A Federal Housing Administration proposal to lower the loan-to-value ratio requirements for government-backed loans valued above $625,500 has gained the support of the Mortgage Bankers Association.
The plan would essentially lower the required loan-to-value ratio from 96.5% to 95% for any FHA-insured loan valued above that threshold.
The MBA’s public policy team sent a comment letter to HUD praising the plan as a way to refocus FHA on its core mission of serving low- and moderate-income borrowers, while making the private market competitive again by shrinking the FHA's footprint.
As a consequence, the proposal would raise the minimum downpayment requirement from 3.5% to 5% on FHA-insured mortgages valued above the $625,500 benchmark, the MBA said.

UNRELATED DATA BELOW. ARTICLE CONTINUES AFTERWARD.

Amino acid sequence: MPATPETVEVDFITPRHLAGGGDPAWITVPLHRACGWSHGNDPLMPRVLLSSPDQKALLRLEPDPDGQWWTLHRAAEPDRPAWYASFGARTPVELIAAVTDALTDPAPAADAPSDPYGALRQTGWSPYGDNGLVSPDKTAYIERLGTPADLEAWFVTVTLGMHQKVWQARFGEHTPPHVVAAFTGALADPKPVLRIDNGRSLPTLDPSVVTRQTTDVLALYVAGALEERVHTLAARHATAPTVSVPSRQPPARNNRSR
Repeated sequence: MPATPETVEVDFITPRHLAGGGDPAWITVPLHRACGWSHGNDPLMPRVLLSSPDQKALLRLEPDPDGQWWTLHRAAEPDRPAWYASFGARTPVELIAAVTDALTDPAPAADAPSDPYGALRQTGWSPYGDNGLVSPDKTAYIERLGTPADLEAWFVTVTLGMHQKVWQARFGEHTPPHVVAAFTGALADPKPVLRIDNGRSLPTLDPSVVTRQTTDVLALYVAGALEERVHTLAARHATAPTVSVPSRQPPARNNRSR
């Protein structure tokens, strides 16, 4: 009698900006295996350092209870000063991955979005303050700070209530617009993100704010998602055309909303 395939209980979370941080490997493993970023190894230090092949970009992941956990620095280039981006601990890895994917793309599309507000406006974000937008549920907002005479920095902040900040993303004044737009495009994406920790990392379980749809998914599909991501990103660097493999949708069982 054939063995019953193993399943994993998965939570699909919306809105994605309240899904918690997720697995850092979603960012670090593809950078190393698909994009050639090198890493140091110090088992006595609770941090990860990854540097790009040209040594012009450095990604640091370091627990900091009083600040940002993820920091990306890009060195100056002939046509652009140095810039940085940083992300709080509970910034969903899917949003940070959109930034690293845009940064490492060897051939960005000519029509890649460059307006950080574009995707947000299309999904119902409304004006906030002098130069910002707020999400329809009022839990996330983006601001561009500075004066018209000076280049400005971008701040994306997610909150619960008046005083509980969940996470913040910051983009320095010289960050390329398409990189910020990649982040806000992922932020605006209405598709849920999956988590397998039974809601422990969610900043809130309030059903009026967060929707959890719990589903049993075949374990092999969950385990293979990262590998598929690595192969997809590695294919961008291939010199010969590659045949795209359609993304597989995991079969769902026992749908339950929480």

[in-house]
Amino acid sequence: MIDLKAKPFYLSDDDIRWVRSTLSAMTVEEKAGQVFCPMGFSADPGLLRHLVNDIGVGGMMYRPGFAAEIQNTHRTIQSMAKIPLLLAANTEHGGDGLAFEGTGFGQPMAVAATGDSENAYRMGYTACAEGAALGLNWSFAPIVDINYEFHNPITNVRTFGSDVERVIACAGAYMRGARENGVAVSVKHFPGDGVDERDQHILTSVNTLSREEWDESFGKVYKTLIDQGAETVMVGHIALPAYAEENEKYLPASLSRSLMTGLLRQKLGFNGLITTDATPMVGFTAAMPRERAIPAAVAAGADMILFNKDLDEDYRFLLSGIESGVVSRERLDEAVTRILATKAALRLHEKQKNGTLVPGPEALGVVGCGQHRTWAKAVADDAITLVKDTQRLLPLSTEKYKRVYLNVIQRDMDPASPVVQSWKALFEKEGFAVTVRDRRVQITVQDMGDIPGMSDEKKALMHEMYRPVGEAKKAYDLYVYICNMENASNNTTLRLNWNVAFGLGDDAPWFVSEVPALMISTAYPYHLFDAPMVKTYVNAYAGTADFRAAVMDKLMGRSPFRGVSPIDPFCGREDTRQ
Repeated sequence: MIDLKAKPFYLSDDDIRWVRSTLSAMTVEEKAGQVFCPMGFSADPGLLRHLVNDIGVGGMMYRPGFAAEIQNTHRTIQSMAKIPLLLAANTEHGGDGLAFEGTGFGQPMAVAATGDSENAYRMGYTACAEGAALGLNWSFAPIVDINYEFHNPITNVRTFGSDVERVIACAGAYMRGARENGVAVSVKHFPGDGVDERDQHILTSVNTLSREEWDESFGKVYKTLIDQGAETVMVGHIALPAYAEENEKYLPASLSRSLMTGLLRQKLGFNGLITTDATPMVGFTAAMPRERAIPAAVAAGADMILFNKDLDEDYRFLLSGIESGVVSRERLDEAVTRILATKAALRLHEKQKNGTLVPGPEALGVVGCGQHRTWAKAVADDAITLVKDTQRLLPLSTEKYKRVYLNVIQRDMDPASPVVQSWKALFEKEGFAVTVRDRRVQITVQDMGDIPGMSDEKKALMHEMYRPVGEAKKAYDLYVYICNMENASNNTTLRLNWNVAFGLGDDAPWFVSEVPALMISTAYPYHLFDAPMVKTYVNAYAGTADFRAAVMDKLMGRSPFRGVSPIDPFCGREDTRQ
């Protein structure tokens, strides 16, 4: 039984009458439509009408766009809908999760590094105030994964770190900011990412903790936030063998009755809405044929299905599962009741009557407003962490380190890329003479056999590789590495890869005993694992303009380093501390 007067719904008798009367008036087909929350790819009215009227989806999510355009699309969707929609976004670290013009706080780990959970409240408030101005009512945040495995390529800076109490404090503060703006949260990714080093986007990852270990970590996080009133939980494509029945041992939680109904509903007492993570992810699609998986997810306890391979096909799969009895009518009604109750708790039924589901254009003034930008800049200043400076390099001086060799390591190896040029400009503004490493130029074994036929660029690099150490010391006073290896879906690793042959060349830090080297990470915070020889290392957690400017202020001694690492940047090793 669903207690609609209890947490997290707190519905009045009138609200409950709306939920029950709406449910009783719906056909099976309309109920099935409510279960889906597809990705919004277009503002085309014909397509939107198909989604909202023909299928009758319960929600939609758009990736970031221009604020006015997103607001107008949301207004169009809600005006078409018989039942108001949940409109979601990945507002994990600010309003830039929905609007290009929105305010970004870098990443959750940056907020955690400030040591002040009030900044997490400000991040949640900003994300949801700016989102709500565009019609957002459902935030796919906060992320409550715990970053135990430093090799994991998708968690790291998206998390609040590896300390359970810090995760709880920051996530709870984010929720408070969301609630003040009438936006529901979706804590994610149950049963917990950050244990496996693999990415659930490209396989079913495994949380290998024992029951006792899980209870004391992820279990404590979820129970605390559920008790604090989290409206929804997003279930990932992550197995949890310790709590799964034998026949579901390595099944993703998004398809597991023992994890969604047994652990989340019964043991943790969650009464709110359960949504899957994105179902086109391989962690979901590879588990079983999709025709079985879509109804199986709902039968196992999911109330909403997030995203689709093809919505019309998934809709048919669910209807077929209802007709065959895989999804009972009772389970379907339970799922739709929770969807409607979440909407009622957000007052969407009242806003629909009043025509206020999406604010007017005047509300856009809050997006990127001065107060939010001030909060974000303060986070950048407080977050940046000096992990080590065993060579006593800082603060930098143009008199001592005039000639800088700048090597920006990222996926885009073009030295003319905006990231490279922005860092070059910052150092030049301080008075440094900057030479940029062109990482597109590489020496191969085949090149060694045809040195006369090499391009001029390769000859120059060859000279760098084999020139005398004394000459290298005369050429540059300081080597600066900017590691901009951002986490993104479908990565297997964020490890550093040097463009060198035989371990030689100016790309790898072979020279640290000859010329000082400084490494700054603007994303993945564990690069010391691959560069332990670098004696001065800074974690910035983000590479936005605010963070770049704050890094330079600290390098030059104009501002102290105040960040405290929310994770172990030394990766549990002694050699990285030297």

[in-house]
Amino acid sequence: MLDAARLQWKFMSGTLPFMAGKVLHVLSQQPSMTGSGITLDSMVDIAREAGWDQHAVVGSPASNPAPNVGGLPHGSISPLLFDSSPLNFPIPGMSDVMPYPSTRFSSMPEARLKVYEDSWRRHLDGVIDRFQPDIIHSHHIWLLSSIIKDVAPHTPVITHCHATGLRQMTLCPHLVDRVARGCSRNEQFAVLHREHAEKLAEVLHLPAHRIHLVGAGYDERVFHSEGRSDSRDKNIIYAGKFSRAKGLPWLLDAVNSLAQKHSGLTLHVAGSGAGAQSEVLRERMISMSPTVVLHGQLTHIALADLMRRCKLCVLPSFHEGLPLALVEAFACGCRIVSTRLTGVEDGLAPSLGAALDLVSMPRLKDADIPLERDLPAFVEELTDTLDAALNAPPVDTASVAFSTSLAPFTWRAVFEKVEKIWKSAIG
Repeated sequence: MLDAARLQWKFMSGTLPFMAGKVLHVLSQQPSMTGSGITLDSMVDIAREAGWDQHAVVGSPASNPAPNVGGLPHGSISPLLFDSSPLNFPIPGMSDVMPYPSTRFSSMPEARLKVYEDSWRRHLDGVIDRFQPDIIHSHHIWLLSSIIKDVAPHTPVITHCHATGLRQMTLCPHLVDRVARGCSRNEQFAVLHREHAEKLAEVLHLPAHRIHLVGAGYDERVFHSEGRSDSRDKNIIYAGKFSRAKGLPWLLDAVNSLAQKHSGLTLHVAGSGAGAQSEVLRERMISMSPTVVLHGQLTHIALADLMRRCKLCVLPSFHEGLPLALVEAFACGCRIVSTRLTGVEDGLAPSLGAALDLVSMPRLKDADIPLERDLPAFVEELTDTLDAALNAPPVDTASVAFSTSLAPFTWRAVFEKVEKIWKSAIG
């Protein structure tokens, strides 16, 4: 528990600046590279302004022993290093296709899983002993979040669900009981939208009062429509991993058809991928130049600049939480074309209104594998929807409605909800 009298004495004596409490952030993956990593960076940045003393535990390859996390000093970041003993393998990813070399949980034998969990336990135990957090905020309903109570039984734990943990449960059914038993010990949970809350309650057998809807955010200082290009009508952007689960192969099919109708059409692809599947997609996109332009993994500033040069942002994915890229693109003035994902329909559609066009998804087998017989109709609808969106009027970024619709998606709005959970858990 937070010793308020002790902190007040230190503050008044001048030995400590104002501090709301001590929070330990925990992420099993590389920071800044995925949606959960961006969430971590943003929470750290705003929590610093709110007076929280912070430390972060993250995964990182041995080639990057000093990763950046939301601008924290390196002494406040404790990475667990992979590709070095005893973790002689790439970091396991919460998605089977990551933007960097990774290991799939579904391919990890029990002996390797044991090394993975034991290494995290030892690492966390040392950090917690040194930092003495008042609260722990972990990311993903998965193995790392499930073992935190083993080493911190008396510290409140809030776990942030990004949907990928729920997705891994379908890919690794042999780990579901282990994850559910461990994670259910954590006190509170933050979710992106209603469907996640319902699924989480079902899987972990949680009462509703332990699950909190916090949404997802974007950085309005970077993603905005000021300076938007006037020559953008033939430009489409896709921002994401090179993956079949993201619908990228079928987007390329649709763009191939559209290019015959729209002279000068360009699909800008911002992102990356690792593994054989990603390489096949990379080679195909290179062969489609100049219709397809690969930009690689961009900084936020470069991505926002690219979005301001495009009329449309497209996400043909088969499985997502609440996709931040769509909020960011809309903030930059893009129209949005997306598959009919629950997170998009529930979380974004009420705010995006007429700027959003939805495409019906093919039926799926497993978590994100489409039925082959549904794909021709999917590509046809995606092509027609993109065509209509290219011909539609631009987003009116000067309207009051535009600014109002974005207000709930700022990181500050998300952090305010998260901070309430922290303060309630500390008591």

Stephen O'Connor, senior vice president of public policy and industry relations with MBA, sent a letter to HUD supporting the plan, despite the higher downpayments that could result.
"This current proposal will have a minimal impact on the overall United States housing market," wrote O'Connor in a letter. "From January 1, 2012 through December 31, 2012, applications for government-insured loans over $625,500 accounted for just 0.75 percent of total applications nationwide."
Still, some markets do lean more heavily on FHA-insured loans for homes valued above $625,500.
These markets include Washington D.C., where 11.17% of 2012 applications for FHA-insured mortgages were for loans above the $625,500-threshold, and Hawaii where 10.08% of government loan applications fit into this category.